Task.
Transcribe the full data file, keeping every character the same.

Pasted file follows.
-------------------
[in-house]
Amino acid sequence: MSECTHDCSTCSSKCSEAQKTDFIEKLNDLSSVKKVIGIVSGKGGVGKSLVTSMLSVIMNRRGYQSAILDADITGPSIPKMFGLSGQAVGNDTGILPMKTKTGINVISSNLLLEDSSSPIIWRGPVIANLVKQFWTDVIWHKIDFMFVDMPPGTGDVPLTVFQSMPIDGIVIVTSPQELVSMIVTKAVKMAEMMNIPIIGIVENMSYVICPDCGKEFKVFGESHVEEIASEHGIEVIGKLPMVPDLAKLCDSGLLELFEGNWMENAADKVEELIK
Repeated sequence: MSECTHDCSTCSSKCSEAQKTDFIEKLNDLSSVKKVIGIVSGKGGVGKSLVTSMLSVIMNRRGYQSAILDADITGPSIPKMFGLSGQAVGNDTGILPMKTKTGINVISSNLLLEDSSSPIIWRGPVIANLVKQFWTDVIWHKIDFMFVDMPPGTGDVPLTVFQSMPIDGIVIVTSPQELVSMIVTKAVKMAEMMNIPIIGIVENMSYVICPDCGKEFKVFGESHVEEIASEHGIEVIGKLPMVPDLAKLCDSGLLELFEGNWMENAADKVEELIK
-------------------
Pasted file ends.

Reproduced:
[in-house]
Amino acid sequence: MSECTHDCSTCSSKCSEAQKTDFIEKLNDLSSVKKVIGIVSGKGGVGKSLVTSMLSVIMNRRGYQSAILDADITGPSIPKMFGLSGQAVGNDTGILPMKTKTGINVISSNLLLEDSSSPIIWRGPVIANLVKQFWTDVIWHKIDFMFVDMPPGTGDVPLTVFQSMPIDGIVIVTSPQELVSMIVTKAVKMAEMMNIPIIGIVENMSYVICPDCGKEFKVFGESHVEEIASEHGIEVIGKLPMVPDLAKLCDSGLLELFEGNWMENAADKVEELIK
Repeated sequence: MSECTHDCSTCSSKCSEAQKTDFIEKLNDLSSVKKVIGIVSGKGGVGKSLVTSMLSVIMNRRGYQSAILDADITGPSIPKMFGLSGQAVGNDTGILPMKTKTGINVISSNLLLEDSSSPIIWRGPVIANLVKQFWTDVIWHKIDFMFVDMPPGTGDVPLTVFQSMPIDGIVIVTSPQELVSMIVTKAVKMAEMMNIPIIGIVENMSYVICPDCGKEFKVFGESHVEEIASEHGIEVIGKLPMVPDLAKLCDSGLLELFEGNWMENAADKVEELIK